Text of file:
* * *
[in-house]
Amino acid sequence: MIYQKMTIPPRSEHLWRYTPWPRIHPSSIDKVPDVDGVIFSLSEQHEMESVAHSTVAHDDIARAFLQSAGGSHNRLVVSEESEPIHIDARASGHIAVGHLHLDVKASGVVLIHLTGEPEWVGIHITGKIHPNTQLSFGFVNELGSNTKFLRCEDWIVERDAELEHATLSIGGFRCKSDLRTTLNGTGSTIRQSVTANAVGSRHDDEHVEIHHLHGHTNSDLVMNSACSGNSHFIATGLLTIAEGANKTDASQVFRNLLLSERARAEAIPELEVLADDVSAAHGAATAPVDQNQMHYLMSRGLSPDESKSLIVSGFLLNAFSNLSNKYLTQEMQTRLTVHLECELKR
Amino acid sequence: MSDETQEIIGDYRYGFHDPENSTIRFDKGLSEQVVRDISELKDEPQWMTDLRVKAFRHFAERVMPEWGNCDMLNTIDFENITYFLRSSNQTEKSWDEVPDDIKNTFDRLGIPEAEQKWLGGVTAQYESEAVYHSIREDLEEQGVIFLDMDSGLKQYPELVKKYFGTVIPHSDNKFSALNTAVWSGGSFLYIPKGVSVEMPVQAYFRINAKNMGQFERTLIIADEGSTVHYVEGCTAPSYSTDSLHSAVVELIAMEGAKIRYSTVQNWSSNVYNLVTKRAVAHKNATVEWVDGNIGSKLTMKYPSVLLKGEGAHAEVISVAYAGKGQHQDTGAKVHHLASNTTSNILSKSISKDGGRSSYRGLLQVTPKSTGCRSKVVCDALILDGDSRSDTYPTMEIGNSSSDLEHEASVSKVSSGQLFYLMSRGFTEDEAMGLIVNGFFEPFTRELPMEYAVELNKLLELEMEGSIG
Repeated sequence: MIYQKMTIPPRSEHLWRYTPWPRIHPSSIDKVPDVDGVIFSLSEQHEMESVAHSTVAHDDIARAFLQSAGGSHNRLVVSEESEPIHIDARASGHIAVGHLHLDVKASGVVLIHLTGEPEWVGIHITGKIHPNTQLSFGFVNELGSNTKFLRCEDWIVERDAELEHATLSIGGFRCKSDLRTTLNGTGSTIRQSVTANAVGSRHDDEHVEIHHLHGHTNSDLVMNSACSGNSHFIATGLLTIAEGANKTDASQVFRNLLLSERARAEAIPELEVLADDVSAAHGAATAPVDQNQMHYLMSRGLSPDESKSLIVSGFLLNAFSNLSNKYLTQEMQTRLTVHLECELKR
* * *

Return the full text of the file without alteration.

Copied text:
[in-house]
Amino acid sequence: MIYQKMTIPPRSEHLWRYTPWPRIHPSSIDKVPDVDGVIFSLSEQHEMESVAHSTVAHDDIARAFLQSAGGSHNRLVVSEESEPIHIDARASGHIAVGHLHLDVKASGVVLIHLTGEPEWVGIHITGKIHPNTQLSFGFVNELGSNTKFLRCEDWIVERDAELEHATLSIGGFRCKSDLRTTLNGTGSTIRQSVTANAVGSRHDDEHVEIHHLHGHTNSDLVMNSACSGNSHFIATGLLTIAEGANKTDASQVFRNLLLSERARAEAIPELEVLADDVSAAHGAATAPVDQNQMHYLMSRGLSPDESKSLIVSGFLLNAFSNLSNKYLTQEMQTRLTVHLECELKR
Amino acid sequence: MSDETQEIIGDYRYGFHDPENSTIRFDKGLSEQVVRDISELKDEPQWMTDLRVKAFRHFAERVMPEWGNCDMLNTIDFENITYFLRSSNQTEKSWDEVPDDIKNTFDRLGIPEAEQKWLGGVTAQYESEAVYHSIREDLEEQGVIFLDMDSGLKQYPELVKKYFGTVIPHSDNKFSALNTAVWSGGSFLYIPKGVSVEMPVQAYFRINAKNMGQFERTLIIADEGSTVHYVEGCTAPSYSTDSLHSAVVELIAMEGAKIRYSTVQNWSSNVYNLVTKRAVAHKNATVEWVDGNIGSKLTMKYPSVLLKGEGAHAEVISVAYAGKGQHQDTGAKVHHLASNTTSNILSKSISKDGGRSSYRGLLQVTPKSTGCRSKVVCDALILDGDSRSDTYPTMEIGNSSSDLEHEASVSKVSSGQLFYLMSRGFTEDEAMGLIVNGFFEPFTRELPMEYAVELNKLLELEMEGSIG
Repeated sequence: MIYQKMTIPPRSEHLWRYTPWPRIHPSSIDKVPDVDGVIFSLSEQHEMESVAHSTVAHDDIARAFLQSAGGSHNRLVVSEESEPIHIDARASGHIAVGHLHLDVKASGVVLIHLTGEPEWVGIHITGKIHPNTQLSFGFVNELGSNTKFLRCEDWIVERDAELEHATLSIGGFRCKSDLRTTLNGTGSTIRQSVTANAVGSRHDDEHVEIHHLHGHTNSDLVMNSACSGNSHFIATGLLTIAEGANKTDASQVFRNLLLSERARAEAIPELEVLADDVSAAHGAATAPVDQNQMHYLMSRGLSPDESKSLIVSGFLLNAFSNLSNKYLTQEMQTRLTVHLECELKR